|People Overview||Historical Figures||National Park Service||People Behind
|Park Visitors||Artists and Writers||Contemporary Commentators|
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Juan Lujan, CCC veteran
Juan Lujan grew up in the tiny town of Redford, Texas, along the Rio Grande. He enrolled in the Civilian Conservation Corps and worked at what would become Big Bend National Park and then in Las Cruces, New Mexico, where he could attend New Mexico State University. He served in the Army Air Force in Europe during World War II and finished college under the GI Bill, ultimately earning a bachelor's degree, a master's degree, and a doctorate.
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Adolph Murie, Igloo Canyon, Mt. McKinley (later Denali) National Park, circa 1920s
After visiting Mount McKinley National Park in Alaska as a 22-year-old college student, Adolph Murie was inspired to pursue his doctoral degree in biology. He became an important voice in preserving wild nature in national parks. He conducted a number of wildlife studies for the Park Service in a range of parks, the most significant being his landmark observations of wolves in their natural habitat at Mount McKinley. His conclusions that wolves were not a scourge on the landscape – and his call for wolves to be protected, not exterminated – made him unpopular, even within the Park Service itself. But he persevered, and eventually many of his proposals were adopted.
In the 1950s and 1960s, Murie objected to plans for building a paved highway into the heart of Mount McKinley National Park, and for a hotel and gas station near Wonder Lake. He won a partial victory when the Park Service ended the paving after the first 13 miles and abandoned the plans for the hotel and other construction.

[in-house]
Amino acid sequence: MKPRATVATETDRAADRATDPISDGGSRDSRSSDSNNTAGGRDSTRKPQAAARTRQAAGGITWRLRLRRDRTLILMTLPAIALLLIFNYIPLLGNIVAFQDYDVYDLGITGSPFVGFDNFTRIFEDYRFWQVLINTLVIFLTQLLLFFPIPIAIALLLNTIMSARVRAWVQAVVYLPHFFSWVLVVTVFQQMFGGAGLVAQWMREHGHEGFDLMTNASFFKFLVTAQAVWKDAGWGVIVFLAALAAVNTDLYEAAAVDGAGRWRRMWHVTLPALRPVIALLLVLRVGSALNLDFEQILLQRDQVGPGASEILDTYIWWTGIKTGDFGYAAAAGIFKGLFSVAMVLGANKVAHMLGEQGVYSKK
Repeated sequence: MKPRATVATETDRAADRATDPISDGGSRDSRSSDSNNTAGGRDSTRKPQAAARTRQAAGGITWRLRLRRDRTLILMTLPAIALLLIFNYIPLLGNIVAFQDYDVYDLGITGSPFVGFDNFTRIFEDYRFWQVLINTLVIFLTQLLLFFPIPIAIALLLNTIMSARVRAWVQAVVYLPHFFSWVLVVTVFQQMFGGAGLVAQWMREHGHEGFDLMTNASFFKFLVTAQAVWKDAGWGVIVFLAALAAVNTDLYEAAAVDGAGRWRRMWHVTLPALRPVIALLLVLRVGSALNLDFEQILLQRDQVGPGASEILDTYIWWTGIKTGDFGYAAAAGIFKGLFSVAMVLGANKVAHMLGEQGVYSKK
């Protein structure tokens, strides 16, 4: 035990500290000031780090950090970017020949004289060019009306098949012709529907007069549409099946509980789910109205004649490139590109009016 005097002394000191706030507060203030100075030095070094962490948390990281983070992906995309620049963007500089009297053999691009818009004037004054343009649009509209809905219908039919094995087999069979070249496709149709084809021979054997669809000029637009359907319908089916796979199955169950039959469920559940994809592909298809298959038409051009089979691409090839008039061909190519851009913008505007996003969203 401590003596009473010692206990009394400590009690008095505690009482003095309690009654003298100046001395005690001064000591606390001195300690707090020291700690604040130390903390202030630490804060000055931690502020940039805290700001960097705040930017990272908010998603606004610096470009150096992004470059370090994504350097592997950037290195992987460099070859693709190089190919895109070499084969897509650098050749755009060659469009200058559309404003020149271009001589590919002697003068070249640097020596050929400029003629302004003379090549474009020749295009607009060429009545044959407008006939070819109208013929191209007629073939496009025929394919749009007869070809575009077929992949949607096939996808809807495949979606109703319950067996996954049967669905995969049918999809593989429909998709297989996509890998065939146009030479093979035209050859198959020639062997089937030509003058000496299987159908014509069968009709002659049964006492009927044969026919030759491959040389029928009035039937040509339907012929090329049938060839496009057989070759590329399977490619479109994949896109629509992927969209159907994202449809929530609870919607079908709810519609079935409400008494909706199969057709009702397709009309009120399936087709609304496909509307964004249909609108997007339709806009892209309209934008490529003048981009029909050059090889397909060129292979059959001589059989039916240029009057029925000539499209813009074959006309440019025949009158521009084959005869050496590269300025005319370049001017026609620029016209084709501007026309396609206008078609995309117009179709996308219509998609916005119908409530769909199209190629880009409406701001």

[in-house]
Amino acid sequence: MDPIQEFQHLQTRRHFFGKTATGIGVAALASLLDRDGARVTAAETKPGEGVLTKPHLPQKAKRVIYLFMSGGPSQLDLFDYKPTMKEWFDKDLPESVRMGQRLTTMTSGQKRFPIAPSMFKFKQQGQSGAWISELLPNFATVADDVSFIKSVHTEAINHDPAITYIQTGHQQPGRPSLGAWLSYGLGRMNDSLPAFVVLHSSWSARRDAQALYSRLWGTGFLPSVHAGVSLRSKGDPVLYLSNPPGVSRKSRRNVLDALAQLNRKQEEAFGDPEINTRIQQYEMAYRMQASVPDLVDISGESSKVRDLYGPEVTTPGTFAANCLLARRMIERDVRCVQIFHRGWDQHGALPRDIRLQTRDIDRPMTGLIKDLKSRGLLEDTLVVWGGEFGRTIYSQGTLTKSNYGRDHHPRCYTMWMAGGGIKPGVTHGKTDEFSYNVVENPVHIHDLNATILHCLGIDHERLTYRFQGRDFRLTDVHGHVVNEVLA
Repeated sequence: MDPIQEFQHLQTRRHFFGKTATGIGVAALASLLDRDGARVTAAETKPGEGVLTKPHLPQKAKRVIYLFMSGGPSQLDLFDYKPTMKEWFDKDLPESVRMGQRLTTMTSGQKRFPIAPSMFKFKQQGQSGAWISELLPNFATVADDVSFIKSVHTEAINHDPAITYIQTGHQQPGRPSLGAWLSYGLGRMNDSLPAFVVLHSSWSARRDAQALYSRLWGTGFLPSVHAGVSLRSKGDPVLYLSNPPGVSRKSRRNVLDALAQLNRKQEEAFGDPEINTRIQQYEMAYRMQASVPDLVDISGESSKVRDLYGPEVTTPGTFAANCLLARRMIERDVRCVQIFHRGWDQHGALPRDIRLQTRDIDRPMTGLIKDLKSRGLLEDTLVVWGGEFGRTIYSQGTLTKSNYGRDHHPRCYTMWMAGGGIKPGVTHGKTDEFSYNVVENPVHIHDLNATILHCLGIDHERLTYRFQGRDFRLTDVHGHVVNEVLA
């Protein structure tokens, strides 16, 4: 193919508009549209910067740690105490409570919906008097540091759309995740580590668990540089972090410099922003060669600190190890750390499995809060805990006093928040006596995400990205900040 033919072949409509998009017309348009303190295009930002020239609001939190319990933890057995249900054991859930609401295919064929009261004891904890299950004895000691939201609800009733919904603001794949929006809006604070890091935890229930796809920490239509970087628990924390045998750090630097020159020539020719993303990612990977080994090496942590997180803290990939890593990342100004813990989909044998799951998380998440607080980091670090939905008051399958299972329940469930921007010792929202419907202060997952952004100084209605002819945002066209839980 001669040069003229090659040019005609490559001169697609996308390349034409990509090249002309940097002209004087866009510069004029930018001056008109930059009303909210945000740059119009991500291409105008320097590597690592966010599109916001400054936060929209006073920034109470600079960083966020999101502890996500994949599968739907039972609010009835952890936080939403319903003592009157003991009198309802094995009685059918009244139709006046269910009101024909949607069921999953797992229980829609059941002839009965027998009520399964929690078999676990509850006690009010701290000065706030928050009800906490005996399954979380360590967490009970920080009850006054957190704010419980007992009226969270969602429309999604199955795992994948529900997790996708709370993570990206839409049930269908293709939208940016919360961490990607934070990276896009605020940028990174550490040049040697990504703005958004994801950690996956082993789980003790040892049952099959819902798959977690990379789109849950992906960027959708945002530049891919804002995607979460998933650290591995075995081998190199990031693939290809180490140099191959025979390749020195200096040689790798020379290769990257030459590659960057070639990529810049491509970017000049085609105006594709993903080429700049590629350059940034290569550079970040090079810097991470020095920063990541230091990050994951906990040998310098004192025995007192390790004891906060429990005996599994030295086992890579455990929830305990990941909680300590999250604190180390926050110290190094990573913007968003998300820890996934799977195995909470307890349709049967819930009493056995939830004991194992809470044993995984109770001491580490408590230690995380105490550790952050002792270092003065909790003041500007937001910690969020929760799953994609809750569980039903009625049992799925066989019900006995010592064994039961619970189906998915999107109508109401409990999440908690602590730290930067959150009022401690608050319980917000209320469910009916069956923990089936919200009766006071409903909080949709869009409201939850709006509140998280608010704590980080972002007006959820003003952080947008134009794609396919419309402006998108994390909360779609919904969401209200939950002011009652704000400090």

Murie's half-brother Olaus, also a biologist, was an important figure in American conservation, serving as a director of the Wilderness Society and playing an instrumental role in the creation of the Arctic National Wildlife Refuge and the passage of the Wilderness Act. Olaus' wife, Mardy, was his full partner in the conservation efforts and carried on after his death. She played a key role in the fight for creation of the Alaska parks in the late 1970s and was eventually awarded a Presidential Medal of Freedom by President Bill Clinton.
The Murie Center in Grand Teton National Park, created from a ranch given to the park by the families of the Murie brothers, continues their conservation work. On August 16, 2004, the Murie Science and Learning Center in Denali National Park was officially opened and dedicated to Adolph Murie, in honor of his work to enlarge and protect national parks and their wildlife populations.
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Claude Tyler, CCC veteran
Claude Tyler was the eldest of eight children in a desperately poor farm family from Blossom, Texas. At age 16, he was dispatched to Death Valley National Monument as part of the Civilian Conservation Corps. He was then sent to Lassen Volcanic National Park in northern California, a peak more than 10,000 feet above sea level.
After his time at Lassen, Tyler returned to Blossom, where he attended high school for a year. His parents were still struggling financially, however, so he rejoined the CCC and was sent to Arizona, Oregon, and finally Wyoming, where he built log cabins near the east entrance to Yellowstone.
Tyler spent $5 of his monthly salary on Baby Ruth candy bars and RC Colas; the remaining $25 was sent back to Texas to help his family survive the Depression.
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Discover the "hidden" stories of the national parks that explore the role of minorities in the creation and protection of the parks.